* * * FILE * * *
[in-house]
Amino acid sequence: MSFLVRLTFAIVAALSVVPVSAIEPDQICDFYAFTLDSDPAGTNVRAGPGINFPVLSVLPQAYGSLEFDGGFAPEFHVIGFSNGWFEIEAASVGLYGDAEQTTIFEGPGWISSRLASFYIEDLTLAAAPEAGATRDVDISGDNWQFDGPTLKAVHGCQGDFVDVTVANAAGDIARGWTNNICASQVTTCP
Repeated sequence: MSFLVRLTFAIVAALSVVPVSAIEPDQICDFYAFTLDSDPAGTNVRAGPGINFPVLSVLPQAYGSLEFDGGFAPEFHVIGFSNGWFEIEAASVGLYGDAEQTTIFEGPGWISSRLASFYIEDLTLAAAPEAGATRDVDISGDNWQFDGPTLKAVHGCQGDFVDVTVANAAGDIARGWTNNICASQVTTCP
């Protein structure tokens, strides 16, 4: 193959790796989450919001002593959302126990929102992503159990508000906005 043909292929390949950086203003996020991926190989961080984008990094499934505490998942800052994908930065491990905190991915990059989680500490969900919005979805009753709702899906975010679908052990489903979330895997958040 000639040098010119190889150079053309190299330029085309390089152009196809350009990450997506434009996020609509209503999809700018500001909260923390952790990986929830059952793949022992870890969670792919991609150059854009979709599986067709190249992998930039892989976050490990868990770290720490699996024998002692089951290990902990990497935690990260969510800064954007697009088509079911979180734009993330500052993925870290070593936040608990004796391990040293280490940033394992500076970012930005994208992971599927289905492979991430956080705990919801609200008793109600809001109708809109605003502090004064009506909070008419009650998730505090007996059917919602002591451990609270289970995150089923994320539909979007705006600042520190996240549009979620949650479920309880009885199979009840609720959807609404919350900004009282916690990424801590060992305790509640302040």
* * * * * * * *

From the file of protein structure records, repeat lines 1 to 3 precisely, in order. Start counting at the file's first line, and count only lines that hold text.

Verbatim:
[in-house]
Amino acid sequence: MSFLVRLTFAIVAALSVVPVSAIEPDQICDFYAFTLDSDPAGTNVRAGPGINFPVLSVLPQAYGSLEFDGGFAPEFHVIGFSNGWFEIEAASVGLYGDAEQTTIFEGPGWISSRLASFYIEDLTLAAAPEAGATRDVDISGDNWQFDGPTLKAVHGCQGDFVDVTVANAAGDIARGWTNNICASQVTTCP
Repeated sequence: MSFLVRLTFAIVAALSVVPVSAIEPDQICDFYAFTLDSDPAGTNVRAGPGINFPVLSVLPQAYGSLEFDGGFAPEFHVIGFSNGWFEIEAASVGLYGDAEQTTIFEGPGWISSRLASFYIEDLTLAAAPEAGATRDVDISGDNWQFDGPTLKAVHGCQGDFVDVTVANAAGDIARGWTNNICASQVTTCP